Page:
The landmark events of 2020 surrounding systemic racism have led many companies to proactively consider their practices related to diversity, equity, and inclusion (DE&I). Other developments, such as the ongoing job losses directly resulting from COVID-19 that are impacting women far more than men, have also intensified awareness of inequities throughout the World of Work and are placing additional pressure on corporations to rectify these imbalances.
For some, these events present an opportunity to reevaluate and enhance their current DE&I efforts. For others, they may prompt the development and execution of actions and practices to promote DE&I for the first time, both within and outside of their organizations. Regardless of where an organization currently stands, it’s clear that DE&I can no longer be treated as a simple HR initiative to mark complete.
We continue to see proof that the benefits of diversity of thought within a team accrue and multiply, both culturally and fiscally. DE&I needs to be seen as a business imperative that is acknowledged, understood, and embodied by the leadership team — and it needs to continuously evolve and modernize alongside our workforce.
Talent access professionals play an increasingly important role in promoting DE&I as they advise their clients on effective talent strategies. We asked several of our Network owners who are committed to DE&I progress for their takes on where we are, what we need to do, and how to achieve the best outcomes for everyone.
What DE&I Really Means
While diversity, equity, and inclusion are often grouped together, the three concepts do have unique meanings that are important to understand. “Diversity is our reality: the world is richly made up of different cultures, ethnicities, genders, sexual orientations, abilities,” explains Amy Woolf, Director of the Woolf Partnership in London. “Inclusion is our choice to include people who think, act, look, and behave differently to us. Equity is about creating an even playing field.” Woolf explains that we’ve grouped them together because they’re so intrinsically intertwined. “Each of the topics is vital for our success; diversity without inclusion doesn’t work, and inclusion without equity leaves people feeling disenfranchised.”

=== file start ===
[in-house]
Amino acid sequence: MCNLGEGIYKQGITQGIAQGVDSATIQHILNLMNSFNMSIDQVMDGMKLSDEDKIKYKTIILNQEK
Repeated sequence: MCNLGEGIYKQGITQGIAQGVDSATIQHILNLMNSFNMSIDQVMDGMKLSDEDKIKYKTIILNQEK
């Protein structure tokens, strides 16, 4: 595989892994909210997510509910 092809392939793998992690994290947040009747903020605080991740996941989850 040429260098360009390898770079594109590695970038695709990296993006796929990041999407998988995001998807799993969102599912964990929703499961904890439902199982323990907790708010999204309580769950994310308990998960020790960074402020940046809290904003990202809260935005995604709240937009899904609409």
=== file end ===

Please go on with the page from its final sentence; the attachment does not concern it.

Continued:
Chris Yee, Managing Partner, Zenith Search Partners, emphasizes just how far the concept of diversity spans. “Sometimes diversity is obvious: race, gender, and age. But often, diversity means a diversity of thought or experience base,” he says.
For Geneva Taylor, Managing Director of Tellis Executive Search, DE&I means more than just having a seat at the table. “As a black female in STEM, I’d add that it means knowing there is a room, a table, and a seat where you are seen, you are heard, and you have a voice.”
Why It Matters
Our Network has seen first hand that hiring a diverse team broadens a company’s perspective in a way that directly benefits its bottom line. A top concern for any HR team is the cost of attrition should a great hire find a better opportunity. “If your competition offers more encouragement and opportunity than your company does, you will lose top talent to competitors who are tackling